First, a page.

Once the Cambria Community Services District has 4,650 residential customers, it is to stop issuing new water connections, according to self-imposed restrictions the Board of Directors approved in 2003. According to CSD staff, the district has 3,781 accounts that are classified as residential, including 3,381 single-family, 135 multifamily and 265 vacation rentals.
The district’s Buildout Reduction Program (BRP) Citizens Committee has been researching such topics as how many vacant-and-buildable parcels are left in town, ranking each according to the need to retire them and what all that would cost.
Committee Chairman Ted Siegler is working on an outline of the group’s accomplishments and work still to be done. He said in an email interview that “our intention is to develop a comprehensive plan revision for the Buildout Reduction Program with sufficient detail that it can be adopted, implemented and tracked.”
While his “outline has not undergone any significant review by the committee, and it certainly hasn’t been adopted or approved,” he said that The Cambrian’s readers could “take it as one person’s opinion.”
OUR INTENTION IS TO DEVELOP A COMPREHENSIVE PLAN REVISION FOR THE BUILDOUT REDUCTION PROGRAM WITH SUFFICIENT DETAIL THAT IT CAN BE ADOPTED, IMPLEMENTED AND TRACKED.
Ted Siegler, BRP committee chairman
The group of community volunteers appointed by CSD directors — working with San Luis Obispo County and local governmental agencies, as well as various nonprofits and land conservancies — has “identified approximately 790 water commitments (waitlist, grandfathered, affordable housing, etc.)” that the district already has, and “identified approximately 1,500 parcels that currently do not have development potential (i.e.: They’re not on list above.)”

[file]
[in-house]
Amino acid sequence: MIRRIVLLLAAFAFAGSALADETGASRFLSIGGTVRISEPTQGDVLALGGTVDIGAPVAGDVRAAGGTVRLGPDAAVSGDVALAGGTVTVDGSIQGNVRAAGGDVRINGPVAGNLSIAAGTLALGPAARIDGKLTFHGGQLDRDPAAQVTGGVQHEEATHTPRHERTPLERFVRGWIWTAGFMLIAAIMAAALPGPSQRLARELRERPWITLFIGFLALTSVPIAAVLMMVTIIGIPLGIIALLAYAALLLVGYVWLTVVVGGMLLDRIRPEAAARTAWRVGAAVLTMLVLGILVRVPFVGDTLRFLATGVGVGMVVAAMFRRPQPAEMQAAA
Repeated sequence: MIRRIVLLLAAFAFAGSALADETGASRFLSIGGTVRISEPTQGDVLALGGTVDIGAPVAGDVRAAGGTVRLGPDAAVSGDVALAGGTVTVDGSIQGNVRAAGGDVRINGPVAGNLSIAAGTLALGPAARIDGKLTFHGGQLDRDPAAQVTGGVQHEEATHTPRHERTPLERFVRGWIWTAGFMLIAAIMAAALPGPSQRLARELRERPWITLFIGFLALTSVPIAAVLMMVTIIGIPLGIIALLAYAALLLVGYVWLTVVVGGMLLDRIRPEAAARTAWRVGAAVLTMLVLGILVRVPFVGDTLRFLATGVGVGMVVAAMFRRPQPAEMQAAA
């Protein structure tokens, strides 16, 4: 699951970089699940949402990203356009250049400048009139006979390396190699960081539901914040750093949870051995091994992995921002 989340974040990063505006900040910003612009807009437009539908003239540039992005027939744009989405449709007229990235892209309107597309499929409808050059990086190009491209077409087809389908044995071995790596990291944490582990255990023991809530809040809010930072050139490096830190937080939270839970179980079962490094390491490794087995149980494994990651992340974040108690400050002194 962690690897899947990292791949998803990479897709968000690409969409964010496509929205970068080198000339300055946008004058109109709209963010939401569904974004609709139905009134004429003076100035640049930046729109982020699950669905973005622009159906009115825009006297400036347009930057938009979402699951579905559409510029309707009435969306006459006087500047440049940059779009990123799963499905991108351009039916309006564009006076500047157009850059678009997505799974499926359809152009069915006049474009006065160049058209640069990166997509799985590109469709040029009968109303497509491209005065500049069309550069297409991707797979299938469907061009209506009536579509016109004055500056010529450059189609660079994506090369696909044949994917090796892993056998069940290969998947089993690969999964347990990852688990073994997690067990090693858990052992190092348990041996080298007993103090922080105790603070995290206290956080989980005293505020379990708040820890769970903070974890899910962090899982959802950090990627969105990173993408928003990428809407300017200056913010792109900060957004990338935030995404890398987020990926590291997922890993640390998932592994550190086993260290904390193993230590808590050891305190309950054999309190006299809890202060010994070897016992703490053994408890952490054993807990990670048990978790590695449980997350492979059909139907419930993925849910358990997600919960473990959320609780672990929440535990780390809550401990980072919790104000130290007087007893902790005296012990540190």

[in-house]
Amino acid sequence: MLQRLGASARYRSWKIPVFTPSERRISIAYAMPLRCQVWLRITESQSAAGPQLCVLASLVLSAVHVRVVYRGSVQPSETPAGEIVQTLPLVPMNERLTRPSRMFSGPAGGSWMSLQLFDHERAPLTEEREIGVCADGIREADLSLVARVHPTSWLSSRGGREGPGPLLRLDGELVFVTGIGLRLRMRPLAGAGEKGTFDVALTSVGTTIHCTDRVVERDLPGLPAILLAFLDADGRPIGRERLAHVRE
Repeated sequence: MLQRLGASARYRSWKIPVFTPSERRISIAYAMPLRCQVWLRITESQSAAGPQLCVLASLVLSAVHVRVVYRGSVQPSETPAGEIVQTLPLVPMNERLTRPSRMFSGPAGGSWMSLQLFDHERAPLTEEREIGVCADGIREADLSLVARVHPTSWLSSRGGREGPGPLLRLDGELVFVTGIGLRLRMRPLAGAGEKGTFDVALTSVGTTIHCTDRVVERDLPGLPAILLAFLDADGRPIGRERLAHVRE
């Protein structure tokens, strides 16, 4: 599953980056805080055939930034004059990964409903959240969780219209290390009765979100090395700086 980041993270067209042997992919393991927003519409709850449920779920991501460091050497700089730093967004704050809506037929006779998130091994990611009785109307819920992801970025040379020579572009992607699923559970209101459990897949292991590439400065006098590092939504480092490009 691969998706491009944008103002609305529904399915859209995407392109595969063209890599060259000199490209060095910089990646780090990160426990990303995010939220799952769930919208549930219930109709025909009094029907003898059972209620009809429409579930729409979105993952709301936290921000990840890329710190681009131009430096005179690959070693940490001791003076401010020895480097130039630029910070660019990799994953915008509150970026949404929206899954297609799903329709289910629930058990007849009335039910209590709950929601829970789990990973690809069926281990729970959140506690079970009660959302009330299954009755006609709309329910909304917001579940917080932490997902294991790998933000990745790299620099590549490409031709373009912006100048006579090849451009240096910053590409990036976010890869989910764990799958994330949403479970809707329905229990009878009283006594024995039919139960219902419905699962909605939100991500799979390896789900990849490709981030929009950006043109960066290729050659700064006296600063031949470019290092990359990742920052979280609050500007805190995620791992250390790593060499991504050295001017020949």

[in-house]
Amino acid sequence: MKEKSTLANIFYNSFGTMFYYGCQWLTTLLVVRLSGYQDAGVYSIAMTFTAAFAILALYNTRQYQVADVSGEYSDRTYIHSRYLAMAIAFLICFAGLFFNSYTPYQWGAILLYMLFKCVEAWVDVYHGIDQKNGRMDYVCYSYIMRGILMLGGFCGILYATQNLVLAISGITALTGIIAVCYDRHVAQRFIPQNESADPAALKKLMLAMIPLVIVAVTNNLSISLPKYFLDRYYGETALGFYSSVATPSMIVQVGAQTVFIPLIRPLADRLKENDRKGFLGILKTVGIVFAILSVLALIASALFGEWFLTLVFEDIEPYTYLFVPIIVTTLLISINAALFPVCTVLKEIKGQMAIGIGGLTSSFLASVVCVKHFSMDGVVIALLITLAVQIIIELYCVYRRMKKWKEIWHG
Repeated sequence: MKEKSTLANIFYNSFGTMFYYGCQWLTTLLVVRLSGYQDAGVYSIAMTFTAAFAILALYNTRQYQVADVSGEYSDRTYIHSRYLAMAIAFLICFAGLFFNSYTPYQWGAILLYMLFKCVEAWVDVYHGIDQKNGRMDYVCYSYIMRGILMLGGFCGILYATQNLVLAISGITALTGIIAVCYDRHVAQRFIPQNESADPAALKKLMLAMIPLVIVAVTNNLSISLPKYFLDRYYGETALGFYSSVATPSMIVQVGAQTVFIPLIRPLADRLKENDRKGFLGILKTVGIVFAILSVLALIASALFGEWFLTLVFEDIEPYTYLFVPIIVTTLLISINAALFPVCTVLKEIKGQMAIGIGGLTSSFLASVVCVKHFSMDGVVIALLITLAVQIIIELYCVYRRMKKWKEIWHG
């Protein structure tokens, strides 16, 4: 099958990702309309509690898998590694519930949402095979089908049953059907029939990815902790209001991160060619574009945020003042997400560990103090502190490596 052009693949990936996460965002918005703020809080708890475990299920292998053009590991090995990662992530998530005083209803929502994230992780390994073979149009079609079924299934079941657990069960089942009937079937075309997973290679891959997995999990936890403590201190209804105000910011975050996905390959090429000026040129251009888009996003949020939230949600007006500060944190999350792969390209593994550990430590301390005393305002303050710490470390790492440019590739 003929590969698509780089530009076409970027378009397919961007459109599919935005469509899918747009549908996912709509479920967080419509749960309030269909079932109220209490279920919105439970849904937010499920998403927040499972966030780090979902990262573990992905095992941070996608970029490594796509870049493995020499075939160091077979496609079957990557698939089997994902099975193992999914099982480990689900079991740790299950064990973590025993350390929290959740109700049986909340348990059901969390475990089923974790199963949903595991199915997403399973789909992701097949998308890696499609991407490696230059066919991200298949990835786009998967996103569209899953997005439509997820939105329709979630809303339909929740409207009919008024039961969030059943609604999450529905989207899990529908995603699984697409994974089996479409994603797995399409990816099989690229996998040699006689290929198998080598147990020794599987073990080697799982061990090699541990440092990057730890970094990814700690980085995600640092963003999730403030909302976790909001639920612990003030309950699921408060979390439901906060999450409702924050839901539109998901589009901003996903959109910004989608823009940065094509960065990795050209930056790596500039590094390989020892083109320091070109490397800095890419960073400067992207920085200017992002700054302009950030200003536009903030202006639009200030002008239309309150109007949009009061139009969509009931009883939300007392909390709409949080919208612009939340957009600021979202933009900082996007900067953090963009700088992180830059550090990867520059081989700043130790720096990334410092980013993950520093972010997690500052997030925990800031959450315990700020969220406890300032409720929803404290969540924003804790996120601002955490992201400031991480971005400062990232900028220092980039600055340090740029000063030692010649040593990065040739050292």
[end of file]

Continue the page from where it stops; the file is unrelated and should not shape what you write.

The committee’s research includes: sources of financing for the BRP through local taxes and fees and/or the use of funds from outside the immediate community; potential organization structures to effectively acquire and manage undeveloped properties; and (the big one) estimating the cost to retire undeveloped properties.
Among the items on Siegler’s preliminary draft outline for the committee’s report are:
▪ Introducing the BRP and describing Cambria and its resource and growth limitations, including regulatory requirements and legal issues about limiting growth.
▪ Opportunities for preserving open space.
▪ BRP history.
▪ Describing buildout potential.
▪ Identifying undeveloped properties subject to being retired, including their estimated value.
▪ Identifying various methods for retiring those properties, including a menu of choices, “because there likely will be no single ‘silver bullet’ that will accomplish or largely accomplish the task.”
▪ How to acquire and manage the properties.
▪ Establish continuing oversight role for the committee, including revising the program as necessary.
▪ Conclusions and recommendations.
Siegler has said there’s no ETA yet for the report.
Read more here: http://www.sanluisobispo.com/news/local/community/cambrian/article122205124.html#storylink=cpy